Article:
Warrington bombing: Porter and paramedic recall helping victims
"There was a lady on the floor, blood was pouring everywhere and her legs were completely shattered."
This was Ron Riley's most vivid memory of the 1993 Warrington bomb when he was taped to a woman's leg to stem the blood from a severed artery.
The former soldier was clocking off from his porter's job at the nearby Golden Square shopping centre when one of two bombs exploded in rubbish bins on Bridge Street on 20 March 1993.
Three-year-old Johnathan Ball and Tim Parry, 12, died. It injured 54 people.
The first paramedic to arrive on the scene, Dave Chadwick, said: "It was like war had been declared on Warrington.
"It was the largest incident I had seen. Twelve patients needed treating but you have to decide what you can do viably before the next vehicle arrives."
Mr Chadwick, also a former soldier, said he knew it was going to be 17 minutes before another ambulance crew arrived so he had to decide which of the more serious casualties to treat.
'Roll me a cigarette'
Mr Riley, who had been working about three minutes walk away, was on hand to help.
"I wasn't scared I had seen bombs go off before," he said.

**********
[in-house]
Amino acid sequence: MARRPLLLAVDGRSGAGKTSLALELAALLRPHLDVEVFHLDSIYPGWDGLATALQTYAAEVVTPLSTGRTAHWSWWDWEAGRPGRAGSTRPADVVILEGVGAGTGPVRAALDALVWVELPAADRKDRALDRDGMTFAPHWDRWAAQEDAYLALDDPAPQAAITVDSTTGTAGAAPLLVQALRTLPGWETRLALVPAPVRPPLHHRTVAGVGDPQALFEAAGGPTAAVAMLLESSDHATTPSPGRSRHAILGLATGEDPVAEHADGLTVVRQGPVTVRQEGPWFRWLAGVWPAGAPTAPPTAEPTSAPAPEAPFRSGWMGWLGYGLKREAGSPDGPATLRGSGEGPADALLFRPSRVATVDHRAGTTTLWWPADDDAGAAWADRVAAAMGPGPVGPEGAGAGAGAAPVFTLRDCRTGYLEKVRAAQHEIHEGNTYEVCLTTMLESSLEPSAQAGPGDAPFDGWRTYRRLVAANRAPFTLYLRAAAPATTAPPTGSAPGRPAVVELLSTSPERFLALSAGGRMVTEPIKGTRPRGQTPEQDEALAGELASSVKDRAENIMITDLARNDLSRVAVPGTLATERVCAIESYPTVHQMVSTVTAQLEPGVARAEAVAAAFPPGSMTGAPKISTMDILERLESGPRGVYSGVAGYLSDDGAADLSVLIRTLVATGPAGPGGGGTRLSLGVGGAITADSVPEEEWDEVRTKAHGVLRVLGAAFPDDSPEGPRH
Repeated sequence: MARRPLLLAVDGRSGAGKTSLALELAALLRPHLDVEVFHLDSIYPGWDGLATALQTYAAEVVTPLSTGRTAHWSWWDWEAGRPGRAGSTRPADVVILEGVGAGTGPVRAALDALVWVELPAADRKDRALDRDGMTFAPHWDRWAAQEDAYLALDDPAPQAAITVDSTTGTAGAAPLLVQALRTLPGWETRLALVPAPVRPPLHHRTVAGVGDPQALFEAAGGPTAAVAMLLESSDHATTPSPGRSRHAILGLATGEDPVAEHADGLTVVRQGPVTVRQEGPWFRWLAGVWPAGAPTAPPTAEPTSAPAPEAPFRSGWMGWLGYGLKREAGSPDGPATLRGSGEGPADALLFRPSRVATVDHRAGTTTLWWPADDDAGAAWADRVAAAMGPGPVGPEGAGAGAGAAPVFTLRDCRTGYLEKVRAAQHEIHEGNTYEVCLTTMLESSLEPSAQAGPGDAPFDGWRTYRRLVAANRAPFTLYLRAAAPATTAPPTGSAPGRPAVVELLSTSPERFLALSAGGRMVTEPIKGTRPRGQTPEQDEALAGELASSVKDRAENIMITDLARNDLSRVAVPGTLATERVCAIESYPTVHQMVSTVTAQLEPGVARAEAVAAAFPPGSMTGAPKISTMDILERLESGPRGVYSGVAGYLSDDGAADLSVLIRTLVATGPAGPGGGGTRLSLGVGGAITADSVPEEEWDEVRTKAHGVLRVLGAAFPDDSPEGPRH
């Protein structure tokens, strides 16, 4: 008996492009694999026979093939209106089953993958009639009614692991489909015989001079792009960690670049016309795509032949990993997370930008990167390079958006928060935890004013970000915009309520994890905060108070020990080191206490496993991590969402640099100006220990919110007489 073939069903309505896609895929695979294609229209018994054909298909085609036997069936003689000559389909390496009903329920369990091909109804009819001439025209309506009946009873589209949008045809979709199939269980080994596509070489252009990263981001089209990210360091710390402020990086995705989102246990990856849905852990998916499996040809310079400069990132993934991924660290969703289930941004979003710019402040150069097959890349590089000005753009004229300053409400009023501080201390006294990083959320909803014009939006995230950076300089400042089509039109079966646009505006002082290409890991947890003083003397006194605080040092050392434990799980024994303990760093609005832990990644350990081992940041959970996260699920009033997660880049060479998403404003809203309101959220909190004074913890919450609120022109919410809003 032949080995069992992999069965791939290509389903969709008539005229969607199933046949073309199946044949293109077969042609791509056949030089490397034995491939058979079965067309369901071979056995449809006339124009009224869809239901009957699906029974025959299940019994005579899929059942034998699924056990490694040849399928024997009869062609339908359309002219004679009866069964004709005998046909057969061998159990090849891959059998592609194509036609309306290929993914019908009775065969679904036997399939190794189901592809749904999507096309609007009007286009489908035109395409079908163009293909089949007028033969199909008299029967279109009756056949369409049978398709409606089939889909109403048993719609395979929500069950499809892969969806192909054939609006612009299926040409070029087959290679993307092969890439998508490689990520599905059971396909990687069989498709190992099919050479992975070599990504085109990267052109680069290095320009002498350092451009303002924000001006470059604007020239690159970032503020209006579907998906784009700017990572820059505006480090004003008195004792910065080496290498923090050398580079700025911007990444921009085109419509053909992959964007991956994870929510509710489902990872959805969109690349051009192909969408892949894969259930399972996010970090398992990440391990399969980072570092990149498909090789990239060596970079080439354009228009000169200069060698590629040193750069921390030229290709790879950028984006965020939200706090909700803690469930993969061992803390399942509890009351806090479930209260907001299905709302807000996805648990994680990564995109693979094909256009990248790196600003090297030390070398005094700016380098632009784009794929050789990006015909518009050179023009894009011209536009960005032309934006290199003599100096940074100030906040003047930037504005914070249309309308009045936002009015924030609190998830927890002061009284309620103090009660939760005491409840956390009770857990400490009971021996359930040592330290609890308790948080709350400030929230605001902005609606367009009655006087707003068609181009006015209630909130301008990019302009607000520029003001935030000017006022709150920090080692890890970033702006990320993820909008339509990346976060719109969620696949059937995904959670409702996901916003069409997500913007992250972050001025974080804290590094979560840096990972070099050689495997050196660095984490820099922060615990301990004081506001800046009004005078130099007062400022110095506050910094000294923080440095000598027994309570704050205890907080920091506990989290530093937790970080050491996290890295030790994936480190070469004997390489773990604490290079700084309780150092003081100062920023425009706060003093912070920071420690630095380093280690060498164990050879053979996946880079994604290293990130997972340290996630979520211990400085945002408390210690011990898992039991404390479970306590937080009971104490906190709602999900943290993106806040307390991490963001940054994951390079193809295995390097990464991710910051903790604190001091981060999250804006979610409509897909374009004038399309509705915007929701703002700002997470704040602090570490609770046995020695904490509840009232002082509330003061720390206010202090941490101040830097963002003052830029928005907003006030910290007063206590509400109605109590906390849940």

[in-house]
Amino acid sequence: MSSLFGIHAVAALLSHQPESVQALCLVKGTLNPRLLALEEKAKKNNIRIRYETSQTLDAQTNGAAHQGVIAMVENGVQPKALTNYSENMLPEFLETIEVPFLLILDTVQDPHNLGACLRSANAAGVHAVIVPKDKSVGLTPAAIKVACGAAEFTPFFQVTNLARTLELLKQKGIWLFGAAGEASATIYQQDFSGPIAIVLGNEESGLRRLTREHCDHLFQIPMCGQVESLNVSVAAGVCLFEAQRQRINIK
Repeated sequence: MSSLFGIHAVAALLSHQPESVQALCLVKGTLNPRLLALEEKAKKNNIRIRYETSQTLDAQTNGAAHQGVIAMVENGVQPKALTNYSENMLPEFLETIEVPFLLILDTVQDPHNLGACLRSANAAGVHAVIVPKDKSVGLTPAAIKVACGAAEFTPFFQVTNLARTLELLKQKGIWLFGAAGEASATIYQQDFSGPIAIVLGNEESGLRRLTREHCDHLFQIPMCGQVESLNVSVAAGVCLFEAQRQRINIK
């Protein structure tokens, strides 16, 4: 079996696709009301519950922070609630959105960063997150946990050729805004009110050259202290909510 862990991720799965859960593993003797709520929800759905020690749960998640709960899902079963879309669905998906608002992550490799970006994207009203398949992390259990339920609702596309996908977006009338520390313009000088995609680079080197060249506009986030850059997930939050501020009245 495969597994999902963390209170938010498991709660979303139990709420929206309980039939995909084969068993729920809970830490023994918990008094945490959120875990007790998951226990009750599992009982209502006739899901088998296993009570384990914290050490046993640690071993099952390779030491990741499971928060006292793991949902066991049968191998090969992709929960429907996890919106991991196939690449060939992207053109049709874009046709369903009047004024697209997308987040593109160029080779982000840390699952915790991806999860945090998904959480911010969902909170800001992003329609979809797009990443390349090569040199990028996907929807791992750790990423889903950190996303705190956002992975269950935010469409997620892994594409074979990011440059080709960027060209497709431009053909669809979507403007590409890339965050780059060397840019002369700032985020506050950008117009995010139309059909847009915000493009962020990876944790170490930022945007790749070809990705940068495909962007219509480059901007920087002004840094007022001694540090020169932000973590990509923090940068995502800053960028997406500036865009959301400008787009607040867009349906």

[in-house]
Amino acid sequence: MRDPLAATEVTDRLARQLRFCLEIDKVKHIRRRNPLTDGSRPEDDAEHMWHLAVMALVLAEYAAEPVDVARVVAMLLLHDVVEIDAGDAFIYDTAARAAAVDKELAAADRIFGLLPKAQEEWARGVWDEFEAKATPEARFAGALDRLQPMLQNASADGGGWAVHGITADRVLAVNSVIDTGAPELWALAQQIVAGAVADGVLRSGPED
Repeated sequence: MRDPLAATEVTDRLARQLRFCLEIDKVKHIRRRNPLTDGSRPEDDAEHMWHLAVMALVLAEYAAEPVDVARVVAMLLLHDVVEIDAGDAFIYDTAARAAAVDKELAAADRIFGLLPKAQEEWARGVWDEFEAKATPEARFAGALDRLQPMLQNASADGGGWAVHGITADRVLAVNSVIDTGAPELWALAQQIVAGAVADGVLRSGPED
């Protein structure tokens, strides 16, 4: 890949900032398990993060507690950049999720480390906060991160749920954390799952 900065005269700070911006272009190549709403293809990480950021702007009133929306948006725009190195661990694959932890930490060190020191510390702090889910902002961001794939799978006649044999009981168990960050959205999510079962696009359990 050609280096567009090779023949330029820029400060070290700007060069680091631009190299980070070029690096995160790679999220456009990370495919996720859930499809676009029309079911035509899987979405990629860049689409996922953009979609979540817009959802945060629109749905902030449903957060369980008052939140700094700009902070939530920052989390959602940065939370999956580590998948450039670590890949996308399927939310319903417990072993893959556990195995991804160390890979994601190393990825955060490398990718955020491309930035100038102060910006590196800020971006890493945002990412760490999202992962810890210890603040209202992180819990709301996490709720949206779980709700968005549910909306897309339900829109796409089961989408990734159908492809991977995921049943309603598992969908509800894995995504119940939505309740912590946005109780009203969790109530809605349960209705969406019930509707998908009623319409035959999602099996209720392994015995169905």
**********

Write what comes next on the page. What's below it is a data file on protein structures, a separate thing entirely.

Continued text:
The lady he saw lying on the floor was Bronwen Vickers whose husband was also injured and they had a baby in a pram.
"I held her femoral artery, stopped the blood and just chatted to her," said Mr Riley.
"Staff came out from a nearby Boots chemist and provided dressings, they were absolutely brilliant."
Mr Chadwick talked Mr Riley through what to do.
"He said, 'don't let go' and taped me to her leg," said Mr Riley.
"There wasn't a lot I could do except laugh and joke with her. She said: 'From your top pocket I see you smoke roll up cigarettes. Could you roll me one?'
"I said: 'I'm not Roy Rogers I need both hands', so we got someone to make her a cigarette. All I did was to keep her awake."
Mr Riley was loaded onto the ambulance with the mother-of-two.
"I was taped to her leg so I couldn't let go," he said.
"They had to undo my hand when we got to hospital because I had cramp for the length of time I was holding her artery."
Mrs Vickers, who lost her leg, has since died of cancer.
Looking back, Mr Chadwick said he was faced with the role of "playing God".
"I know I made the right decision on the day.
"It was incredibly distressing even for a paramedic, it was even more distressing when we were notified there could more devices and the police asked if we wanted to leave the street for our own safety. We stayed."
Three weeks earlier, Mr Chadwick had treated a police officer who was shot by the IRA gang which had planted a bomb in Warrington.
Of the bombings on 20 March, he said: "It was immensely difficult with everybody wanting your help.
"In fact one police officer got so frustrated there was only one vehicle there that he dragged me by my hair to see his patient, who was Johnathan Ball.
"Even though I used all my drugs and paramedic intervention, he could not be saved,"